I’ve loved seeing the girls from the college step up and take on the project, and seeing the thankfulness for the project and eagerness to learn from the primary school girls.  It’s also been amazing to hear the support and enthusiasm of the local staff in the schools.  Many of the head teachers and senior women have participated in the workshops and expressed the need for this project even more eloquently than I could!  At the end of most of the workshops, a staff representative from the school gave a speech to close the day.  Again and again, these head teachers, senior women, and female staff members reiterated the significance of what the girls had learned through the project. They described how now they would not have to miss school because of their period, not have to resort to a “sugar daddy” to “help” them to get these supplies, and not have to use unhealthy materials to keep the blood from leaking on to their clothing and embarrassing them. Additionally, they implored girls to share their newly acquired knowledge and described how easily the RUMPS can be replicated with materials found at home.  Wow - could I ask for anything more?!  One teacher even described how excited the girls were - saying they might even wear the pads around even when they weren’t having their periods!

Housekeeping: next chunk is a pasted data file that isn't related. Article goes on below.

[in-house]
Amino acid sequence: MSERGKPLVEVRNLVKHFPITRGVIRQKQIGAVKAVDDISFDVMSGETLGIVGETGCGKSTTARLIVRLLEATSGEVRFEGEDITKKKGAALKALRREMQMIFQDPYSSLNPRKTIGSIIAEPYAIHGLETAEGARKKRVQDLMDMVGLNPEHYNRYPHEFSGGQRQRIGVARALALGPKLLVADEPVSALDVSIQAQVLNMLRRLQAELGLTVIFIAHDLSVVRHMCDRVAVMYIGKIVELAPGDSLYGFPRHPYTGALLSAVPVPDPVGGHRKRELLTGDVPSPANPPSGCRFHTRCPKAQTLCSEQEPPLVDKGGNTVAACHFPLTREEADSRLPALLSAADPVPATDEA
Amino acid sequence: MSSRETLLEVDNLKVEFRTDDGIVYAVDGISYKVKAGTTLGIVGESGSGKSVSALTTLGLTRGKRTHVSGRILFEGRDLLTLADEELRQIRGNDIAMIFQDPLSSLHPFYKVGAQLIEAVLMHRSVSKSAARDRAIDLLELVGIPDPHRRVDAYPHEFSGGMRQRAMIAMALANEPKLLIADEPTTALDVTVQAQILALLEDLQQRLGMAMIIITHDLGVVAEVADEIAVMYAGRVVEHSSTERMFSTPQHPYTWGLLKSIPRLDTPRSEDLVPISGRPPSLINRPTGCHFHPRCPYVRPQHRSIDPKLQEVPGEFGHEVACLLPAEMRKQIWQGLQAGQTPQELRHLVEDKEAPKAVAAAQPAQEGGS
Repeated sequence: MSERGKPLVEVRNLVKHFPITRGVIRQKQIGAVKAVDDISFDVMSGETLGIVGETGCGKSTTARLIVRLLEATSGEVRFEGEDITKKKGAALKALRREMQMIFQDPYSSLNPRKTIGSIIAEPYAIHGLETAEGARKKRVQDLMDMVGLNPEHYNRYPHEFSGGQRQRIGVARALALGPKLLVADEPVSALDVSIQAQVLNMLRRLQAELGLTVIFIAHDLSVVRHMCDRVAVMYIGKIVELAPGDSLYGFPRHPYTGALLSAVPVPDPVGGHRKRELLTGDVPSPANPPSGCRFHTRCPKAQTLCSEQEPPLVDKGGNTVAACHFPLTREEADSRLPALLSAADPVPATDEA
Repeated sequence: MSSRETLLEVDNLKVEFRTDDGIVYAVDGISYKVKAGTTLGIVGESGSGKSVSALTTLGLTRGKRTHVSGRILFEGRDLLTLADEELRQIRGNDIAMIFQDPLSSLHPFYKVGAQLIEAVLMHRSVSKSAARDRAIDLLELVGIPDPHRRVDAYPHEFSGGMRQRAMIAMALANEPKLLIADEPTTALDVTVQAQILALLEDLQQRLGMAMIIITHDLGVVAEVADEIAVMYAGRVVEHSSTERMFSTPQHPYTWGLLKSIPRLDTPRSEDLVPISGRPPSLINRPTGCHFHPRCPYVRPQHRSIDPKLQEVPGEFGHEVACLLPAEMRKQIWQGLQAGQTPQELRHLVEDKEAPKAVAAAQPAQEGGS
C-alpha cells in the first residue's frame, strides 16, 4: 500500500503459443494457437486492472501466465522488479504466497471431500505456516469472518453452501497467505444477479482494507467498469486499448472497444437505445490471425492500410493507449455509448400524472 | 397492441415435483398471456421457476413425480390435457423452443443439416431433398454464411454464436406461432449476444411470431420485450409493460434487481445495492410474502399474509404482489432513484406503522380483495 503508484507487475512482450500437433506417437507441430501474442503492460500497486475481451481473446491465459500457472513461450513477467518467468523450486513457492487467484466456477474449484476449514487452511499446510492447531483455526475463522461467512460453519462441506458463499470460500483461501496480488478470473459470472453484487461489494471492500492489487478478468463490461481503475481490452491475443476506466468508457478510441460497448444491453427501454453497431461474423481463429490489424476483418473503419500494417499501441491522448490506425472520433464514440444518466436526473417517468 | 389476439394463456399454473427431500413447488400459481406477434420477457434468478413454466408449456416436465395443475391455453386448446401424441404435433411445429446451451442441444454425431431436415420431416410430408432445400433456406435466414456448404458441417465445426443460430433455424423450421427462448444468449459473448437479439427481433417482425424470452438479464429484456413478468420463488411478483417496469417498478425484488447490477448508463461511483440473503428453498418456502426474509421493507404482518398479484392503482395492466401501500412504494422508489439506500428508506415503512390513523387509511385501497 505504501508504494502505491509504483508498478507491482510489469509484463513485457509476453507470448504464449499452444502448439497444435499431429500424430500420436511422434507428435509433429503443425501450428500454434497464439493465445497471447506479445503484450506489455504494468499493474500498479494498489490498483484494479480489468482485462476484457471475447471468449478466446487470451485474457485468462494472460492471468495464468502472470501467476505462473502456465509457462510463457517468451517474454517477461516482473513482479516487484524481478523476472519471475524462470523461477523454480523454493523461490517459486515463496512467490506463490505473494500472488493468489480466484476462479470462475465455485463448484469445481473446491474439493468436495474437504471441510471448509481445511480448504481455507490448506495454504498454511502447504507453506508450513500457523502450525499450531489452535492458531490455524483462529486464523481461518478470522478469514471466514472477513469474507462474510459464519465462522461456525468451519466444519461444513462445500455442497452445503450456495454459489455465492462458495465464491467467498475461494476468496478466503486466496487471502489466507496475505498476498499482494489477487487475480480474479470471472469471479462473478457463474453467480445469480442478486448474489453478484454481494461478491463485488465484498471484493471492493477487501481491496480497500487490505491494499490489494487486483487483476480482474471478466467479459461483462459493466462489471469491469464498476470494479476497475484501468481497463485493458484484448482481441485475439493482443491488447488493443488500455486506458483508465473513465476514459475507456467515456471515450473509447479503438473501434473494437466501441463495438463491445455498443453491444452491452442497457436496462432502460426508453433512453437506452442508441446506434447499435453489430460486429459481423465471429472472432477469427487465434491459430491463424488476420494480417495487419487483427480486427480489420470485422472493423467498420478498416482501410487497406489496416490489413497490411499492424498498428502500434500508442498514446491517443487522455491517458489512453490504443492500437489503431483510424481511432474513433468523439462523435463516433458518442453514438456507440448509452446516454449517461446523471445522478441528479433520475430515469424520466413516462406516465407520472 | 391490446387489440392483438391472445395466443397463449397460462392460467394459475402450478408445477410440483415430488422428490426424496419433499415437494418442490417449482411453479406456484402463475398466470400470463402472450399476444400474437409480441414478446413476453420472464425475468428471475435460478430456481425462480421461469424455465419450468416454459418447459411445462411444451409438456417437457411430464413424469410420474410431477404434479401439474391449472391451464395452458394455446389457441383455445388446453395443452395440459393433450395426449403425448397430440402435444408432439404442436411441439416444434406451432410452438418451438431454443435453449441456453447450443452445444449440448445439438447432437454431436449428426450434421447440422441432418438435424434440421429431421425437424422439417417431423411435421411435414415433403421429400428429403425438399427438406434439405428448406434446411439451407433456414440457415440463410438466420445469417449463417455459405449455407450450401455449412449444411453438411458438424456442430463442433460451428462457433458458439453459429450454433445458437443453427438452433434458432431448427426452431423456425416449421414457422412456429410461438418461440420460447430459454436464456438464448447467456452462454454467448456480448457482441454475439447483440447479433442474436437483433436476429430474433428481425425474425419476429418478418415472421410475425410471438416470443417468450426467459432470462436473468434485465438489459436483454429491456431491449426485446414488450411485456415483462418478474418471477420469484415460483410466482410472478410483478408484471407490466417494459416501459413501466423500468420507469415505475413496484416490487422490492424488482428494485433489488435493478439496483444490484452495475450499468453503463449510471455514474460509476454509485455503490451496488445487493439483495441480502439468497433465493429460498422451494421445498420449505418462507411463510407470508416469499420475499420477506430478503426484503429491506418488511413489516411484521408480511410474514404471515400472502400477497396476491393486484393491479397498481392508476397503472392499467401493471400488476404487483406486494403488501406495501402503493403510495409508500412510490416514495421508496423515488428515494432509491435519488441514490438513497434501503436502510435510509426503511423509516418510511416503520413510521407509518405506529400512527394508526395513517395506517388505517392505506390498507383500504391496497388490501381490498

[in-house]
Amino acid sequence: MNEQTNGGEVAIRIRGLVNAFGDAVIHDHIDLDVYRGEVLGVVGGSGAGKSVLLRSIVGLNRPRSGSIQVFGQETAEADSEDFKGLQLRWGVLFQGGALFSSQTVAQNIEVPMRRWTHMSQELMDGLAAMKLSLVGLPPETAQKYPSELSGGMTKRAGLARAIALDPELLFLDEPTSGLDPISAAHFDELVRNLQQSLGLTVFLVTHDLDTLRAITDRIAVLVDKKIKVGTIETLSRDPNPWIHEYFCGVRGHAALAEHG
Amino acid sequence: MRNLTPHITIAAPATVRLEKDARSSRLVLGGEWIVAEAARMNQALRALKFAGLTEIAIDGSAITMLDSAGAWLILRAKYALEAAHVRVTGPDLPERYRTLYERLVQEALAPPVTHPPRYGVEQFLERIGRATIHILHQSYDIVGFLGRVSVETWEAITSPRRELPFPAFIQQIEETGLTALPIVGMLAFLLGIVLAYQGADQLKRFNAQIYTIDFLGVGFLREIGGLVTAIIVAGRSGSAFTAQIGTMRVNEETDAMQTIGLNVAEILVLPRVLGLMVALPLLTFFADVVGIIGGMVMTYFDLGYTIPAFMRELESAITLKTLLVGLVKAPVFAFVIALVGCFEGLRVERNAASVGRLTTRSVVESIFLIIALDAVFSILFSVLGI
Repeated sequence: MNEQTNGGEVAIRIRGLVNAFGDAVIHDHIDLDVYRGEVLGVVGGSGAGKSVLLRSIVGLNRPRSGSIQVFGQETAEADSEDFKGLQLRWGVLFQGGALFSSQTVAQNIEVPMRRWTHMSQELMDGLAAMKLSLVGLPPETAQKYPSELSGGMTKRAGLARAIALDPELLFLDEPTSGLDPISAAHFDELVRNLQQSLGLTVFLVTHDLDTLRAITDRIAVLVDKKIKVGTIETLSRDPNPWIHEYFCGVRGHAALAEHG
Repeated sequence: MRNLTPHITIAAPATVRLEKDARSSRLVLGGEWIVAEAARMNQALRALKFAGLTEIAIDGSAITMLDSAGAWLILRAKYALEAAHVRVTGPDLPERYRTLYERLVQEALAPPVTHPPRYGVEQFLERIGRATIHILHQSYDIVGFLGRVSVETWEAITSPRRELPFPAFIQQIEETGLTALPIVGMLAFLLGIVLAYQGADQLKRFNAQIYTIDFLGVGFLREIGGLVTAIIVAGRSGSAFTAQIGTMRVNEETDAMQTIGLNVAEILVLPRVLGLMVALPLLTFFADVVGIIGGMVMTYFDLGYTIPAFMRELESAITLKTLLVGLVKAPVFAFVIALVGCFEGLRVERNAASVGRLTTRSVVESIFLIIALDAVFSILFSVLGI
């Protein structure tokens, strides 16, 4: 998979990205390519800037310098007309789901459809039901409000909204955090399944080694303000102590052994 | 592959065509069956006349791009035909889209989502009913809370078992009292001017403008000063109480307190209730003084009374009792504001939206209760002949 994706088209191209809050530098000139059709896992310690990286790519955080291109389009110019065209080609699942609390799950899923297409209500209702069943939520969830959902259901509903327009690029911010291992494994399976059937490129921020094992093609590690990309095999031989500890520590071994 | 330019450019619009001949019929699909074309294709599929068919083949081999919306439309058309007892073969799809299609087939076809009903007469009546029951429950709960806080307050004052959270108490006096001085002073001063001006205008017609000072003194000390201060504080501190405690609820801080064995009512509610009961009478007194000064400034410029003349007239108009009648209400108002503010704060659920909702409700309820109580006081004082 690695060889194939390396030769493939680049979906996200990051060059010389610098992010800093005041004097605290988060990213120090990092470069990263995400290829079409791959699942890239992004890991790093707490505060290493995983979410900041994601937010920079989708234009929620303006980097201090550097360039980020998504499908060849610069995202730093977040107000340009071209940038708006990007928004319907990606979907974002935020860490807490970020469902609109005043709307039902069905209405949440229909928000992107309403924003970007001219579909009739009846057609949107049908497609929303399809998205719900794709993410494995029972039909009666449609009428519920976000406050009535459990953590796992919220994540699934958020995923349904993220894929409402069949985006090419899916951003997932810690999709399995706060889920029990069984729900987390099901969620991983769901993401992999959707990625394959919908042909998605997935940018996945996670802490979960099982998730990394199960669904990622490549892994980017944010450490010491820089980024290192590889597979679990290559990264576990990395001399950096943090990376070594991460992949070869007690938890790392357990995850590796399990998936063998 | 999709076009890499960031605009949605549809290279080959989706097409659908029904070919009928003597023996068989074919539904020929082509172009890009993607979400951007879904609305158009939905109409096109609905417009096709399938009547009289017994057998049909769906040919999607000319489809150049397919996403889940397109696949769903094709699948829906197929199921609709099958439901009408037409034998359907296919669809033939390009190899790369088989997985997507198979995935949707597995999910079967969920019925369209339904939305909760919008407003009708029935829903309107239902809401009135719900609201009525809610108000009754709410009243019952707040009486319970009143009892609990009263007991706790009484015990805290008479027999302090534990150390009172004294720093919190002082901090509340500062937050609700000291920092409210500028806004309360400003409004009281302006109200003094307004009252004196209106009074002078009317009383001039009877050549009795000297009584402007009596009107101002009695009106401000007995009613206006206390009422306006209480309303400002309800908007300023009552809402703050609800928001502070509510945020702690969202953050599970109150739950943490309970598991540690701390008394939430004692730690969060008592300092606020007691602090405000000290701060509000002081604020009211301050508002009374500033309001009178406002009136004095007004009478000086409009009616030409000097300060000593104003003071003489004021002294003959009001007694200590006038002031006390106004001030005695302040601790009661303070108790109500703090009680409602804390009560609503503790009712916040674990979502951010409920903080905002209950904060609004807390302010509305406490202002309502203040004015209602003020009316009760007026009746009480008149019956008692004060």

All in all, this has been such an exciting project to be a part of!  It has achieved even more than I could have imagined and has taken on a life of its very own!  I have been so incredibly proud of the girls, who have truly owned the project, and so blown away by the need expressed by women and children every where we’ve gone.  I can’t wait to see where it can go in the weeks and months to come, and believe that though many girls’ lives have been impacted, even more can still be empowered through this project!

So...what’s next?!  My first year students are already planning for Health Education and RUMPS teaching they hope to do over the holidays in their villages and in their student teaching next year.  And me?  I’ve already bought more towels, ribbons, buttons, needles, thread, and fabric and have a new audio book queued up on my ipod to listen to while I get more kits ready!  It is my hope that before the term ends in December, I can head out with some of my student teachers to even more nearby schools to keep the project going and share more about these important issues.  I’m also organizing a meeting with the Coordinating Center Tutors in the outreach department of the college to plan for next year and hopefully set up many more RUMPS workshops for the beginning of 2013.